Paula Bohince's second collection of poems, The Children (Sarabande Books), serves up a tasty broth of language. These verses conjure rural southwest Pennsylvania as an exotic locale, swirled with pussy willow, milkweed, hornet nests of gray papier-mâché, velvet-antlered deer, mushrooms like men on horseback, flusters of quail flushed from briar. It's a poetic landscape that seems to hover somewhere just above the labile surface of consciousness, where foggy memory gives birth to vivid, evocative imagery.
After growing up near Greensburg, Bohince spent time in New York City, earning a Master of Fine Arts degree in New York University's distinguished creative-writing program. She spent a year in Paris (as an Amy Lowell Poetry Travelling Scholar) before recently returning to live in Pittsburgh. Despite her years of urban culture and travel, the woods, fields and people of her Westmoreland County childhood are the lifeblood of Bohince's poetry.
In a few compact lines, for instance, "Night Vision" etches a word-picture of deer-spotting — lights beamed into cornfields at night to freeze the whitetails that come out like ghosts to feed. "Hour of emerald / and jet, when the herd performs / its ancient / reconnaissance ..." Bohince renders this intervention of human into animal realms as a predatory ritual of boyhood: "In murk, beneath a gaseous / August, this is the hour of boys killing / minutes before they break / and return, still boys, / to their homes."
The Children is partitioned into three sections, and this vision of whitetails is one of many associations to whiteness in the middle section. This theme is introduced by "Hare in Snow," an impressive poem inspired by Mark Rothko's sensitivity to fine color gradations, in which the stationary rabbit is a "Flaw in the opal of field."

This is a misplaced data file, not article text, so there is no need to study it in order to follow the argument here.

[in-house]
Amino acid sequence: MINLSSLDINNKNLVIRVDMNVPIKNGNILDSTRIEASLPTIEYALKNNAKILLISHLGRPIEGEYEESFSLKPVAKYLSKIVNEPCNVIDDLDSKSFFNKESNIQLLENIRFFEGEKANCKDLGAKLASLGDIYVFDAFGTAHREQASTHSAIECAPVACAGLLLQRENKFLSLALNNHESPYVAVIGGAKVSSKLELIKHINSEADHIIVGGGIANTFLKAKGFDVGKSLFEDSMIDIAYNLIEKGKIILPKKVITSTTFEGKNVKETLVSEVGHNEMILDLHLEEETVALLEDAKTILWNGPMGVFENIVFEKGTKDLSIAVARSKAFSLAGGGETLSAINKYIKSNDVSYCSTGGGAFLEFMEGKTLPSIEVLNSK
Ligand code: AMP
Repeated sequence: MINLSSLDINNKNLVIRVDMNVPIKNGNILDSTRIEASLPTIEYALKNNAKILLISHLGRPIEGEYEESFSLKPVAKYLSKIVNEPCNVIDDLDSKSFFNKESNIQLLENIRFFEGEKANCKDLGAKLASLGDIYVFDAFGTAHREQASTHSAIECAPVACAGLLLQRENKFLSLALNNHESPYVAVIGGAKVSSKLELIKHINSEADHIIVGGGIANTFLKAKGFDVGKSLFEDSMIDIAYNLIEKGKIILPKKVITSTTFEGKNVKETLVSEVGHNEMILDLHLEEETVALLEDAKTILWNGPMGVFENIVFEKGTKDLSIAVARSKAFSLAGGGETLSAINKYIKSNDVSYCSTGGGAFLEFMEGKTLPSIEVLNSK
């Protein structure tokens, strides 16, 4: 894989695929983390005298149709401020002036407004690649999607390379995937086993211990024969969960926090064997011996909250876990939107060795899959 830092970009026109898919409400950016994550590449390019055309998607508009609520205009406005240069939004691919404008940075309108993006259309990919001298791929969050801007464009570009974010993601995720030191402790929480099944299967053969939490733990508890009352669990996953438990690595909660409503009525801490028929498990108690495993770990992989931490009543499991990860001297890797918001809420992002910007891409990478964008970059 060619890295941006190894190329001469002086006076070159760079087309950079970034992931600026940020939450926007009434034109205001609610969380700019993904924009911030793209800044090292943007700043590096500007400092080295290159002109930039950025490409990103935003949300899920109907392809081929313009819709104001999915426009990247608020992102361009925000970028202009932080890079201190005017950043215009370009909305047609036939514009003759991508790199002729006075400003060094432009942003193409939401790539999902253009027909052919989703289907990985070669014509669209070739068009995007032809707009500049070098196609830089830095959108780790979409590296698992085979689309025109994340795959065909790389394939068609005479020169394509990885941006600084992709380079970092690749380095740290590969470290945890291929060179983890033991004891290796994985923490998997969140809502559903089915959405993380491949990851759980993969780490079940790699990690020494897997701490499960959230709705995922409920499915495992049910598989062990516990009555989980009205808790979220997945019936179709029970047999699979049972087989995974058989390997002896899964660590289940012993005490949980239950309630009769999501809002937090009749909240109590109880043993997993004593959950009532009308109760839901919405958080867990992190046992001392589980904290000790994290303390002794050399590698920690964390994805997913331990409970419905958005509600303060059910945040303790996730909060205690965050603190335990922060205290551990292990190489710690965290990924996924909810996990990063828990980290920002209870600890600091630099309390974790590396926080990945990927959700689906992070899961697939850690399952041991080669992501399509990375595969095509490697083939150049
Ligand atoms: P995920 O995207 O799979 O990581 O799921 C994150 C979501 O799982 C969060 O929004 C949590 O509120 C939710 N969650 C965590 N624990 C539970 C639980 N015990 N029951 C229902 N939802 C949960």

As in "Night Vision," Bohince sees the animal as human prey — "Not-yet blood festival." Observed through a window, the rabbit draws the poet into a fascinating meditation, which leads to thoughts of mother-daughter relationship. The rabbit breaks stasis with startling quickness — "cruel as the feminine mind. Gone, the mist she releases I interpret as Mother's hairspray."
As with both these examples, Bohince's poetry occupies a solemn domain. Her first book, Incident at the Edge of Bayonet Woods, can be read as a murder mystery in the unusual form of a series of poems. The Harvard Review ranked it "among the darkest and most disturbing books of poetry published in the last decade," and highlighted gothic elements in her work.
That book centered on the poet's father and other men in his life, relationships still present in The Children. "Pinot Noir" gives us a "burned-down smokehouse," a place "where grass still holds the essence of pig fat" and "my father, seven, feeding his beagle / beer, laughter of the uncles resounding through air / as his pet topples over, lifting its legs to piss, exposing / its pink and hairless stomach ..."
In general, these poems challenge readers to tune their poetry antennae to a rarefied frequency. This is not, in other words, Billy Collins, or many other contemporary poets, who generally keep the tone on the light side and the situations familiar. With Bohince, we are drawn into an interior network that at its best sets off Plath-like, compressed-energy depth charges of imagery, but that also can produce the uncomfortable feeling that the poem is a puzzle to solve. There are at times mind-boggling lines, such as seeing milkweed blossoms as "brides flown / by wagon from Slovene lakes."
Bohince is widely published in prestigious journals, and her poetry's flirtations with obscurity may strike some readers as having a taint of academic-ness, or — if not that — as belonging among the top-shelf spirits, like single-malt Scotch: an acquired taste, not for everyone. The poems often demand lingering attention, and the lingering often rewards. I did, however, long to find more poems like "Spirits at the Edge of Bayonet Woods," from Bohince's first book, powerful in part because it moves fluently, without the hesitations of imagery that seems to require decoding.
Bohince loves sentence fragments, a commonplace aspect of contemporary poetry, though seldom as common as in her work. She also has a penchant for head-scratching adjective-noun pairings — "vatic cat," "exact wind," "humiliated fields" — that give the sense of a poet straining for effect.
Despite cavils, The Children is manifestly the work of a gifted poet. There's a place in the soul, which maybe only poetry touches, that's deeply grateful for poems as delicately crafted as Bohince's lament of isolation, "Everywhere I Went that Spring, I was Alone."